Do you want dsl? I'll bet you do. Just one problem. You have to go through the phone company to get it. That, and dsl companies who don't understand the concept of paying their DAMN BILLS. Hear my horror. (Warning: Not nice words to follow, one of which isn't allowed in the NY Times).
I placed an order in with Flashcom in late July of 2000. Now, I made the foolish error of placing the order two days before Verizon went on strike, so the two-month initial delay was expected. But Flashcom's handling of the affair was ridiculous.
I'd considered canceling prior to the date I actually did, but the fact of the matter was that Verizon (i.e. Bell Atlantic) was always the stumbling block. But the continual delays and poor response was troubling. On 11/23, when I wanted an update, I discovered their 'new' hours. A few days later, when I called to see when the THIRD attempt at wiring from the CO could occur, I was put on hold, and stayed there for 1.5 hours. I gave up and went for lunch. I tried again an hour later, and then Flashcom just hangs up on you after a message that said they couldn't talk to you.
So even though I wanted to cancel my order, I couldn't, since they DIDN'T EVEN ANSWER THE PHONE. Scanning Deja.com (now groups.google.com), what should I find when searching Usenet but posts by similarly disgruntled folks, giving a link to your tale of woe. Following it, I find the number of the only clueful person at Flashcom, and voila!, my order is cancelled. Or so I think. I call back two days later, and they don't know what's happened. I recancel, and this time it stays cancelled. I was never charged, but the point still stands, and it was only incompetence that I wasn't.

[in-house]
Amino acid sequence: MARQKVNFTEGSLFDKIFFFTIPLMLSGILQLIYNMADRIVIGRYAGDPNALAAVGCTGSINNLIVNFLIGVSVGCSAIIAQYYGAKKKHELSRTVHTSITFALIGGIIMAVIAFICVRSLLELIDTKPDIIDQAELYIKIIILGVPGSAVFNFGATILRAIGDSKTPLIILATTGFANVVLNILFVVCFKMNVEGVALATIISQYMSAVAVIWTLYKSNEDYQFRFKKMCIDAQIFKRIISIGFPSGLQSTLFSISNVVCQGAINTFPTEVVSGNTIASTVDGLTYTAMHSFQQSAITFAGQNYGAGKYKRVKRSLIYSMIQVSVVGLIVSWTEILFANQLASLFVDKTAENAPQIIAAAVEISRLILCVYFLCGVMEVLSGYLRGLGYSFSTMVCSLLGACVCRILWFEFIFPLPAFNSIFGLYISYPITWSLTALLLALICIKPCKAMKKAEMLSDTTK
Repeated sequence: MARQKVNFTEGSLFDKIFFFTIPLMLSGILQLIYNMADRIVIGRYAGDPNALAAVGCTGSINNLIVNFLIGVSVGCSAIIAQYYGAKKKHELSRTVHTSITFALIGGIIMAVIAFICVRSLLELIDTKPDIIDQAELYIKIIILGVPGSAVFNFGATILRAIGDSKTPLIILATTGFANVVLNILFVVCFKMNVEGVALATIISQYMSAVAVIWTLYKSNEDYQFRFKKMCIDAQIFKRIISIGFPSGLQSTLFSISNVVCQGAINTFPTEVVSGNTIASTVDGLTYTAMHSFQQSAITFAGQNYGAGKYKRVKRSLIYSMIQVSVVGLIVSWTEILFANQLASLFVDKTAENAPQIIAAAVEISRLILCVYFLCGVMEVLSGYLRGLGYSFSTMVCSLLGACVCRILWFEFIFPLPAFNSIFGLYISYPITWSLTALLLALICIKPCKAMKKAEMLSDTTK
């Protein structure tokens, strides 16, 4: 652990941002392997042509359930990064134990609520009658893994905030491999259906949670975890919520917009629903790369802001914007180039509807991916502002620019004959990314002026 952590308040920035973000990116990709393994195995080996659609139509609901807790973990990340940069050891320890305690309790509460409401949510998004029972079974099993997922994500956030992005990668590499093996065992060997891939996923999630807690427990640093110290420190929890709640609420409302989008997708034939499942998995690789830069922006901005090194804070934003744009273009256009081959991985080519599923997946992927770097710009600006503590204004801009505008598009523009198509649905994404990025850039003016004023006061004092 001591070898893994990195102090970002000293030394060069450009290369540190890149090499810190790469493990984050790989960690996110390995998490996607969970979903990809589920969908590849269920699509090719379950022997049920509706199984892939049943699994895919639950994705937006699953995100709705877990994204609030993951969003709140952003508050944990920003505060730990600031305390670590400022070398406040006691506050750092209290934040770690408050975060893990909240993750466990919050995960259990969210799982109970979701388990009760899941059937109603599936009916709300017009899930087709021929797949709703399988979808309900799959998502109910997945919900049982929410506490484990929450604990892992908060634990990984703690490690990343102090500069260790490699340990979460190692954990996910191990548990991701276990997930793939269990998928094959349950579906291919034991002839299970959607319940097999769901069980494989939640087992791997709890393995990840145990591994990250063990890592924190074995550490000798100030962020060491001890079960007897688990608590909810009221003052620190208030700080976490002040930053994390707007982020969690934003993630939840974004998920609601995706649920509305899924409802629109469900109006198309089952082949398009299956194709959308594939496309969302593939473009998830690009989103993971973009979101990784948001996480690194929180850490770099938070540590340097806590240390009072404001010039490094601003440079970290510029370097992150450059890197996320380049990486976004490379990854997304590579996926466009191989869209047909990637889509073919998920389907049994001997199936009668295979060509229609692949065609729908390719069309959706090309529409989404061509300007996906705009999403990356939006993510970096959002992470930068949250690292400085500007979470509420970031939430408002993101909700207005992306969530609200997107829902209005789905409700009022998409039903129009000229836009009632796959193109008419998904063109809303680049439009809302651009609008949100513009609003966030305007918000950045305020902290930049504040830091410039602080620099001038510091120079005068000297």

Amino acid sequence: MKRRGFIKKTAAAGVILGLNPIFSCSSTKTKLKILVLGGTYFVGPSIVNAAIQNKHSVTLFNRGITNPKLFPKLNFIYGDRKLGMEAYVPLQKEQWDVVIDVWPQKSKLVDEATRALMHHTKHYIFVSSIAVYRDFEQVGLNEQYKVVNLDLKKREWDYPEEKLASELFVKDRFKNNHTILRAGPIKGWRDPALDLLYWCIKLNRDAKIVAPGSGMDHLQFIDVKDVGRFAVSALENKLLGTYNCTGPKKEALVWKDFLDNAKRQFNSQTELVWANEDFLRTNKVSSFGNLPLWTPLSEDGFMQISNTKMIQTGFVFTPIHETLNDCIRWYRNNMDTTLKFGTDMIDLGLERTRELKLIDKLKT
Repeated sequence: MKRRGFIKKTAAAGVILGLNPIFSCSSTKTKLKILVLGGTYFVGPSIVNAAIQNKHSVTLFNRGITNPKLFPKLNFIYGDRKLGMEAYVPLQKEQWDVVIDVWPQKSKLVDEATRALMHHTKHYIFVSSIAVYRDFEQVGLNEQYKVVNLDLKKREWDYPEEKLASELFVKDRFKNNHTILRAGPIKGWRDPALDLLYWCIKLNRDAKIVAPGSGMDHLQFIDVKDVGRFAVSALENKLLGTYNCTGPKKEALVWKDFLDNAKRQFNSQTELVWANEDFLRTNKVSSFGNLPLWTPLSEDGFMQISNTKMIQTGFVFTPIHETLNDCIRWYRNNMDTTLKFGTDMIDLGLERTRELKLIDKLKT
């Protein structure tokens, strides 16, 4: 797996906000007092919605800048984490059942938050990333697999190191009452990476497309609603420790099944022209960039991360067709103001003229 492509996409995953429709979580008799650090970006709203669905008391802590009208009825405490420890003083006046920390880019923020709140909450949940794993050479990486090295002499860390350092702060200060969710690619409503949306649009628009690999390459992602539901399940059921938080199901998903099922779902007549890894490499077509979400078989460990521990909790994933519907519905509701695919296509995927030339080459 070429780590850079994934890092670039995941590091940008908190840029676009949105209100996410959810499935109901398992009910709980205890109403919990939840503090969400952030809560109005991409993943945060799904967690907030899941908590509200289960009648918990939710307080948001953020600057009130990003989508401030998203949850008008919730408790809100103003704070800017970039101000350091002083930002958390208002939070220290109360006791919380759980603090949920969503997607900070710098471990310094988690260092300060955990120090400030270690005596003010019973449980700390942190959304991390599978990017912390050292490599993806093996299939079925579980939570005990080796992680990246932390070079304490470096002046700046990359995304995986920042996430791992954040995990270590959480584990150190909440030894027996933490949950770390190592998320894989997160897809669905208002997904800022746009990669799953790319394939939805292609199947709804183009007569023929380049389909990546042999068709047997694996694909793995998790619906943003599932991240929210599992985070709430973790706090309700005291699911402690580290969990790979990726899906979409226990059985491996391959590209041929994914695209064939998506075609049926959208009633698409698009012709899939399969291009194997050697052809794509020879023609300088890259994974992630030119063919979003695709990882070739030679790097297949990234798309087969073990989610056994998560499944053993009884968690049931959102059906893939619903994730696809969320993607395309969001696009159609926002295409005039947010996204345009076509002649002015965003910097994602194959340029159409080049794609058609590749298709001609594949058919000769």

I ordered from another company, Megapath, and thanks to Verizon's intervention, it only took them close to five months and six outside wiring visits to actually install my dsl line. They crashed my ISDN line to do it, but there you go.
Mind you, Verizon took six tries to install my ISDN line the first time I got that, so what do I know? Apparently, it's too much to FREAKING ASK that they send trained subcontractors, instead of these butt-crack rejects I normally get. The one clueful technician I see at my house is a guy who normally runs T1 lines on the local fiber loop. Why was he sent to my house? To check my PSTN line.
Does anyone else here see something screwed up in this equation? The last mile problem in telecommunications certainly isn't a technology problem, it's a business one. Now you know why the telcoms are terrified of local competition....because they couldn't compete due to their own damn incompetence.
You know, it's been months, and I'm still cheesed off. Don't get me started on the resolution of my last ISDN bill, and how badly Verizon F****D THAT UP.
OK, I'm done now.
These will be coming soon. I'll archive the old ones once I write more.